Did the Great Depression Set the Stage for Today’s Over-Consumption?
I learned about over-consumption and craving things from my parents, no blame or offense to them. They grew up during the Great Depression, the worst economic downturn in the history of the industrialized world, lasting from 1929 to 1939. As a child, my mom was trained to count how many sheets of toilet paper she used. They didn’t have a lot of anything. For my parents, having material things meant having security and well-being.
For me, a grandchild of the Great Depression, material things are confusing. They are alluring — the acts of acquiring them, owning them, and discarding them when they no longer satisfy. They’re also distasteful, for the same reasons they are alluring. Easy come, easy go. With Christmas around the corner, I’ve been thinking a lot about material things.
Mom used to collect and hold onto everything throughout the year, including underwear and socks, so that she could present a dramatic, beautifully wrapped bounty under the Christmas tree. Our Christmas stockings were filled to the brim with treats. She did the same thing with our birthdays. We always knew there’d be an enormous stack of colorfully wrapped gifts on our special day. She never disappointed.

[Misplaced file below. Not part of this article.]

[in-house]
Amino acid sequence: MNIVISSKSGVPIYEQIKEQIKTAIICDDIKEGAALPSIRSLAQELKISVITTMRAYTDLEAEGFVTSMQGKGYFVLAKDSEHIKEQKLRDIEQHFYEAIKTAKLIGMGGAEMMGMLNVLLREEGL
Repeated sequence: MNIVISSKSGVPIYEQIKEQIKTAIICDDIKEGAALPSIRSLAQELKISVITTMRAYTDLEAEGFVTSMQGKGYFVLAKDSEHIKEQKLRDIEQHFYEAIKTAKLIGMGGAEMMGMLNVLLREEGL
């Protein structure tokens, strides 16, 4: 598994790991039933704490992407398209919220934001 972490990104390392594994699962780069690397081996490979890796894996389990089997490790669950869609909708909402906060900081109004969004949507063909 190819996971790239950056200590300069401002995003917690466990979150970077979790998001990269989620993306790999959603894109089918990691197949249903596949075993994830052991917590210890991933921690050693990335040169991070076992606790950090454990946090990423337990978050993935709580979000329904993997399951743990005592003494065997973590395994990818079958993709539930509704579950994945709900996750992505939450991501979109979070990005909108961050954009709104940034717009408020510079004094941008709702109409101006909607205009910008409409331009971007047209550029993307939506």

It was essential to both my parents that we looked good on the outside, so that meant material things, whether or not we were deeply in debt behind the scenes. We dressed well and had a TV as soon as anyone else in the neighborhood got one. My dad was a gambler, and my mom waited tables. When we left towns in the middle of the night to avoid the bill collectors, mom would pay them back from the next city. I got her work ethic.
Of course, at times I’m driven by the need for this or that thing. I can relate. I see something — a new phone, or a coat, or a home that wows — and I think if I could have that, I’d be entertained, or look great, or feel perpetually happy.
But fulfilling my need seems different that what my parents experienced. Fulfilling my need doesn’t represent safety or well-being. It reflects an idea that if I don’t have everything I crave, something is missing and keeping me from the perfect life I…